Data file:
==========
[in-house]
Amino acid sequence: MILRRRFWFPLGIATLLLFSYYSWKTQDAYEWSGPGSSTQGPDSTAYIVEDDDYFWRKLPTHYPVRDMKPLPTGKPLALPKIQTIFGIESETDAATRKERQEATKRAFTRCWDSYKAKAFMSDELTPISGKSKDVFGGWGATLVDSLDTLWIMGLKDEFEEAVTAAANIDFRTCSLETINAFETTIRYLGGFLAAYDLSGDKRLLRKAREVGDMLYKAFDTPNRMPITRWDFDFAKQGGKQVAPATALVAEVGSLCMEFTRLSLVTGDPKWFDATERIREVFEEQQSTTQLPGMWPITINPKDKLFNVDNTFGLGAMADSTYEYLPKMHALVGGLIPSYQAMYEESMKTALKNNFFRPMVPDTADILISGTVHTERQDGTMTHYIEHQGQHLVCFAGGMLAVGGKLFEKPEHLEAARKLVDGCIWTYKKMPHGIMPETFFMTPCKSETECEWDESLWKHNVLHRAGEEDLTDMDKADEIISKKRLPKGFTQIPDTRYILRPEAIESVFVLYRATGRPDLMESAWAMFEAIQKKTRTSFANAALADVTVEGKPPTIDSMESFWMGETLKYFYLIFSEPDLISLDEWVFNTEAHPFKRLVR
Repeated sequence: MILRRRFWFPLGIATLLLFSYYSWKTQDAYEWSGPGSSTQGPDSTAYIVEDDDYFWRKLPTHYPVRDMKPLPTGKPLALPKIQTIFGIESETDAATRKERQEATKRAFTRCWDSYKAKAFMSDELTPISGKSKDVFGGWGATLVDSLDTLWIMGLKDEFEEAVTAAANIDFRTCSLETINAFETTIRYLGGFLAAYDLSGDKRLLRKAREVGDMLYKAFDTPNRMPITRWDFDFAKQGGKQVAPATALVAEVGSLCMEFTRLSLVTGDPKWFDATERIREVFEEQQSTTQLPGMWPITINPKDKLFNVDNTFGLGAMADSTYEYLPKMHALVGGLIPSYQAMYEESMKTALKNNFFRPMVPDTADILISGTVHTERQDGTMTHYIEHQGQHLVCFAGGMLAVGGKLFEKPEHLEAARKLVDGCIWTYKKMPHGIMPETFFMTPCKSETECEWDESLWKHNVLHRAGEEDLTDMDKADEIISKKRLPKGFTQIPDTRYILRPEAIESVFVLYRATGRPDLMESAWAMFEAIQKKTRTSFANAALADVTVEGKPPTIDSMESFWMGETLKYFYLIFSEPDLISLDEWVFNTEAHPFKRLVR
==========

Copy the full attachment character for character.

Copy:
[in-house]
Amino acid sequence: MILRRRFWFPLGIATLLLFSYYSWKTQDAYEWSGPGSSTQGPDSTAYIVEDDDYFWRKLPTHYPVRDMKPLPTGKPLALPKIQTIFGIESETDAATRKERQEATKRAFTRCWDSYKAKAFMSDELTPISGKSKDVFGGWGATLVDSLDTLWIMGLKDEFEEAVTAAANIDFRTCSLETINAFETTIRYLGGFLAAYDLSGDKRLLRKAREVGDMLYKAFDTPNRMPITRWDFDFAKQGGKQVAPATALVAEVGSLCMEFTRLSLVTGDPKWFDATERIREVFEEQQSTTQLPGMWPITINPKDKLFNVDNTFGLGAMADSTYEYLPKMHALVGGLIPSYQAMYEESMKTALKNNFFRPMVPDTADILISGTVHTERQDGTMTHYIEHQGQHLVCFAGGMLAVGGKLFEKPEHLEAARKLVDGCIWTYKKMPHGIMPETFFMTPCKSETECEWDESLWKHNVLHRAGEEDLTDMDKADEIISKKRLPKGFTQIPDTRYILRPEAIESVFVLYRATGRPDLMESAWAMFEAIQKKTRTSFANAALADVTVEGKPPTIDSMESFWMGETLKYFYLIFSEPDLISLDEWVFNTEAHPFKRLVR
Repeated sequence: MILRRRFWFPLGIATLLLFSYYSWKTQDAYEWSGPGSSTQGPDSTAYIVEDDDYFWRKLPTHYPVRDMKPLPTGKPLALPKIQTIFGIESETDAATRKERQEATKRAFTRCWDSYKAKAFMSDELTPISGKSKDVFGGWGATLVDSLDTLWIMGLKDEFEEAVTAAANIDFRTCSLETINAFETTIRYLGGFLAAYDLSGDKRLLRKAREVGDMLYKAFDTPNRMPITRWDFDFAKQGGKQVAPATALVAEVGSLCMEFTRLSLVTGDPKWFDATERIREVFEEQQSTTQLPGMWPITINPKDKLFNVDNTFGLGAMADSTYEYLPKMHALVGGLIPSYQAMYEESMKTALKNNFFRPMVPDTADILISGTVHTERQDGTMTHYIEHQGQHLVCFAGGMLAVGGKLFEKPEHLEAARKLVDGCIWTYKKMPHGIMPETFFMTPCKSETECEWDESLWKHNVLHRAGEEDLTDMDKADEIISKKRLPKGFTQIPDTRYILRPEAIESVFVLYRATGRPDLMESAWAMFEAIQKKTRTSFANAALADVTVEGKPPTIDSMESFWMGETLKYFYLIFSEPDLISLDEWVFNTEAHPFKRLVR